Kosovo Serbs need to be liberated from Serbia: Kosovo premier

By Anadolu Agency

Kosovo Prime Minister Albin Kurti has said local Serbs “need to be liberated from Serbia,” accusing Serbian President Aleksandar Vucic of turning the “Orthodox Monastery of Banjska into the Jasharaj Tower,” referring to a monument in Donji Prekaz built in honor of the family killed in fighting during the Kosovo War in 1998.

“Kosovo is a democratic state and a pro-Western country: whoever integrates lives better. Serbs in Kosova do not need liberation from the Republic of Kosovo, but from the terrorist instruments of Serbia,” Kurti stated on Tuesday night in a social media post on X.

Kurti claimed that Serbian President Aleksandar Vucic wanted to turn the Orthodox Monastery of Banjska into the “Jasharaj Tower” where a fight broke out on Sunday.

“Vucic is obsessed with the commander-in-chief of the Kosovo Liberation Army, Adem Jashari,” Kurti said.

So far, neither the Serbian government nor President Vucic has responded to these accusations.

Jashari was one of the founders of the Kosovo Liberation Army (KLA) which had its goal of independence from Serbia.

“At the meeting in Brussels on May 2nd, he told us that Milan Radojcic will become Adem Jashari of the Serbs. But, being a dictator, he does not understand history: epics and liberations can be neither fabricated nor copied,” said Kurti.

Posting footage of an ethnic Serb group that clashed with police on Sunday, leaving one person dead, Kosovo’s Interior Minister Xhelal Svecla released aerial footage showing about 30 people clashing with Kosovo police.

Svecla claimed that the group in the video was led by Milan Radojcic, the vice president of Serbian List – a minority political party in Kosovo in the northern town of Zvecan.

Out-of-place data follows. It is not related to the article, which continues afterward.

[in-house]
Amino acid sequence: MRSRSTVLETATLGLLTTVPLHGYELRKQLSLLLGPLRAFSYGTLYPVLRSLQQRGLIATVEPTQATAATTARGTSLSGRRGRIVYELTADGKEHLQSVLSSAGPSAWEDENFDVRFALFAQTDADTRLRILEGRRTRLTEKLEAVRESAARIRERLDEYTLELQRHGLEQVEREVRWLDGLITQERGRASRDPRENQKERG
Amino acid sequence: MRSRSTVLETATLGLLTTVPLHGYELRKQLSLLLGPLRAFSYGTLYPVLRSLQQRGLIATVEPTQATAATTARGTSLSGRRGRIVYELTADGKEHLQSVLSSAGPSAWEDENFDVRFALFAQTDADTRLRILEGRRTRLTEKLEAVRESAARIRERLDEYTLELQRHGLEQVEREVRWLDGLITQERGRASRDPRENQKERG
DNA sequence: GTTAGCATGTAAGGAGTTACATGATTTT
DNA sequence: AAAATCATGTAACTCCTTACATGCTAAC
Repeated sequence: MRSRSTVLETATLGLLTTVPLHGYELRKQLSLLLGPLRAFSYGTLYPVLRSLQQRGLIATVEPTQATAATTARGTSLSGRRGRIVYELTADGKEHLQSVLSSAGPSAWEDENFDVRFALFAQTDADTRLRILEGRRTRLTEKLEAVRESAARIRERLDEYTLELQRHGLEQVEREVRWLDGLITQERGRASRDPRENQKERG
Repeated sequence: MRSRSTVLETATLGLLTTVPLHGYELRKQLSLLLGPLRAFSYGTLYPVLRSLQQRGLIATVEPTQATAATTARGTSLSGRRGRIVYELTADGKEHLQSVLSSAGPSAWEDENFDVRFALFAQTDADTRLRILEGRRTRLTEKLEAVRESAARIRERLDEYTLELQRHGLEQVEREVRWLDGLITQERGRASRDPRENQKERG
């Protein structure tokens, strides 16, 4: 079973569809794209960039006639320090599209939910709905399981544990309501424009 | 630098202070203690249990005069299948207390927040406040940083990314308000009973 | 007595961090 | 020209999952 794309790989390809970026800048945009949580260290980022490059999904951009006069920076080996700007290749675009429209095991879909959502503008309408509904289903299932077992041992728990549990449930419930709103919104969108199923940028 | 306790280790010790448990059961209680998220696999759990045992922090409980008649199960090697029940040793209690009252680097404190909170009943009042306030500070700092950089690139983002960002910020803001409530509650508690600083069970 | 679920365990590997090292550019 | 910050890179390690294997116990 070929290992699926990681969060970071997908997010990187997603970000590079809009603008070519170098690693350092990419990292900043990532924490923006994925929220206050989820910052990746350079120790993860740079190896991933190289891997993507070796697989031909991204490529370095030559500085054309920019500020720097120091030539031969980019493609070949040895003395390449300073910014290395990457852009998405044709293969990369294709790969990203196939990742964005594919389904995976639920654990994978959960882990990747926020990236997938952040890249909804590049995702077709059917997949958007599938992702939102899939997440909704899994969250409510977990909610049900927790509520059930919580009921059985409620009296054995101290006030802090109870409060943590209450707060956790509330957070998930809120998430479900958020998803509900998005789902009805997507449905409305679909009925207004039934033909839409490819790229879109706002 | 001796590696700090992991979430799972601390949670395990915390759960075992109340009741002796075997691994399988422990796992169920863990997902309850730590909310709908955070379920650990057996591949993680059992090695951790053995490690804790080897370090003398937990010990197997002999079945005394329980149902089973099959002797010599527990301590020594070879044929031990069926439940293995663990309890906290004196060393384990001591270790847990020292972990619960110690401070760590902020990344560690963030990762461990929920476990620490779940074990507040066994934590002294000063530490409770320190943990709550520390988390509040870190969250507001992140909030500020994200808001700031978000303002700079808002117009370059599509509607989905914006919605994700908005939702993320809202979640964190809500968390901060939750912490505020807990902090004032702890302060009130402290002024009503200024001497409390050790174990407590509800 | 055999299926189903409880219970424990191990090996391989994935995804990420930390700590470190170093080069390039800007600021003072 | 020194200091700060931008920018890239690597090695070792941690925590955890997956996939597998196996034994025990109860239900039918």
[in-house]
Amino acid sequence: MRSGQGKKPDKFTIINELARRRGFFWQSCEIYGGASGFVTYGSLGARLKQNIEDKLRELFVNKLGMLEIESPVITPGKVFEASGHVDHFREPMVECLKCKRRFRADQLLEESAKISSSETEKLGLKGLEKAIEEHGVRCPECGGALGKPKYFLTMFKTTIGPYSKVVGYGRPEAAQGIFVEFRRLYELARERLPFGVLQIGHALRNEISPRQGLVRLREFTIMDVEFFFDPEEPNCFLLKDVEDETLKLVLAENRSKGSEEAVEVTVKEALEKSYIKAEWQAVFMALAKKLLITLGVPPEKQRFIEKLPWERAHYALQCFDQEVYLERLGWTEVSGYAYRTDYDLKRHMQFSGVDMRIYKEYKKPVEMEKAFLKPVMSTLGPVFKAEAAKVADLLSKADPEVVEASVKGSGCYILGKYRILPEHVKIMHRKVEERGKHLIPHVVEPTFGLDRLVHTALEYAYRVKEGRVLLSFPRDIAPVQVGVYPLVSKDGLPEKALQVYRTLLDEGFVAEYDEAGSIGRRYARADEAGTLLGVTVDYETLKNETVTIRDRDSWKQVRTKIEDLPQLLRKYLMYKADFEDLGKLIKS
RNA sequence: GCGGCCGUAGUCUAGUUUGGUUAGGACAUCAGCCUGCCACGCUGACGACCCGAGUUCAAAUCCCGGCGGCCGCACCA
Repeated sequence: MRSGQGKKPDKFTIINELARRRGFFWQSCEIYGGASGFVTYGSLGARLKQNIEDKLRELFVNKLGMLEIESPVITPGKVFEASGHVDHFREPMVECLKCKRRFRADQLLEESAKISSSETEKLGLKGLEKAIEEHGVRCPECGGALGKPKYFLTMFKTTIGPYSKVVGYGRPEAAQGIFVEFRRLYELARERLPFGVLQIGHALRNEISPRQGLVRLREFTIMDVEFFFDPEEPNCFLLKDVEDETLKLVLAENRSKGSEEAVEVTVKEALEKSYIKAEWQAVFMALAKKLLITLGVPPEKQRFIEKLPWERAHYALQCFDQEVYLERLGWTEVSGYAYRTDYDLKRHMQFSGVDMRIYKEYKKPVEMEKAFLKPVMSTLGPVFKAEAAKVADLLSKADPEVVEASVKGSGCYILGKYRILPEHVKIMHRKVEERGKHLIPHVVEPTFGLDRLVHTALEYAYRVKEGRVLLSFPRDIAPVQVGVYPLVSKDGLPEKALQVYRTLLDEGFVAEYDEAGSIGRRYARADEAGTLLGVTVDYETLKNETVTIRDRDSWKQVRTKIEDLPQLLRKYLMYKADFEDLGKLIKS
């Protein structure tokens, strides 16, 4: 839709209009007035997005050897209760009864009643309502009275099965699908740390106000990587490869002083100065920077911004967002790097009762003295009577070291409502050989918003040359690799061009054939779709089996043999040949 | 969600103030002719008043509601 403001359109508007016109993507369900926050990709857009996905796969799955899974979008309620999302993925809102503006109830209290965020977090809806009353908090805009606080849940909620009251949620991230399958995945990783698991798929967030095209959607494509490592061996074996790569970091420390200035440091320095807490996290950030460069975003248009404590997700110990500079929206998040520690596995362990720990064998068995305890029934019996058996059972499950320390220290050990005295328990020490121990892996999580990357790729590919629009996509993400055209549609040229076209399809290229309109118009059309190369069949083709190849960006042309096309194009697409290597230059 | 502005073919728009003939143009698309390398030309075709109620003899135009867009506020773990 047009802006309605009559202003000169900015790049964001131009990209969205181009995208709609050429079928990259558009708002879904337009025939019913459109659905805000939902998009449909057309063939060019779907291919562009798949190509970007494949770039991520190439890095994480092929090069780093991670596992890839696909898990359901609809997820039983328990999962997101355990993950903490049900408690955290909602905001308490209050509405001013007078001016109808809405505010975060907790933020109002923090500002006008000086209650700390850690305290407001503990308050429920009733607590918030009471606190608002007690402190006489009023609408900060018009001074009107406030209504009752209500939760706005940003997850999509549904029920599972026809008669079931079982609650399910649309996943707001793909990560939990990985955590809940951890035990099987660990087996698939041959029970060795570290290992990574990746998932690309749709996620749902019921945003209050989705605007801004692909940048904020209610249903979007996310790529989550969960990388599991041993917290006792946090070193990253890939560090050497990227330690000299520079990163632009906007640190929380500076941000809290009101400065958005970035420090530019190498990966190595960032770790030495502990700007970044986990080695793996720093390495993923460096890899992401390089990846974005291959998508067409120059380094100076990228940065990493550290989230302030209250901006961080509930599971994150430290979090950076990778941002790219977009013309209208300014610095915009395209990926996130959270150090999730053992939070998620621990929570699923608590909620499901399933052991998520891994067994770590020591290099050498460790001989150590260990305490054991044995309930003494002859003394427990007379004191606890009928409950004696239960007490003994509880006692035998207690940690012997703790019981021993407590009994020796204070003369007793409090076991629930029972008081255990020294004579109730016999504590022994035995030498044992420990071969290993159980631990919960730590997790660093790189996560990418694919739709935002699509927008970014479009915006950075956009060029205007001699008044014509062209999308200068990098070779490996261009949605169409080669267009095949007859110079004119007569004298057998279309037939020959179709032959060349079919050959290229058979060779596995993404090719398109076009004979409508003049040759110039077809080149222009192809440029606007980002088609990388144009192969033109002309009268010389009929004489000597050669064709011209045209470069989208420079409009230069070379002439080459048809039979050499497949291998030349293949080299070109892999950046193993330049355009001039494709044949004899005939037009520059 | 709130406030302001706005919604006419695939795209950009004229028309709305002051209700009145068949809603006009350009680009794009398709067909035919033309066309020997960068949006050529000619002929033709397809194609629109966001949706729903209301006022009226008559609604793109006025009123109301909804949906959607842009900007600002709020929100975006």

According to Svecla, Radojcic’s role suggests that neighboring Serbia was involved in the attack, specifically mentioning Vucic.

A fight broke out Sunday in the village of Banjska in northern Kosovo near the Serbian border when a group of armed Serbs blocked a bridge. A shootout erupted when the group opened fire on police, killing one officer and wounding another.

Several security forces were dispatched to the region, and the Brnjak border crossing between Kosovo and Serbia was closed.

The area has been the scene of unrest since April, when local ethnic Serbs boycotted elections in northern Kosovo, followed by protests against the election of ethnic Albanian mayors.

Albanians are by far the largest ethnic group in Kosovo, followed by Serbs, with about half living in the north.

Amid the unrest concerning elections, NATO peacekeepers were deployed, including a group of extra Turkish reinforcements.

Kosovo declared independence from Serbia in 2008 and gained recognition from many countries, including Türkiye. But Serbia has never recognized Kosovo and claims it is still part of Serbia.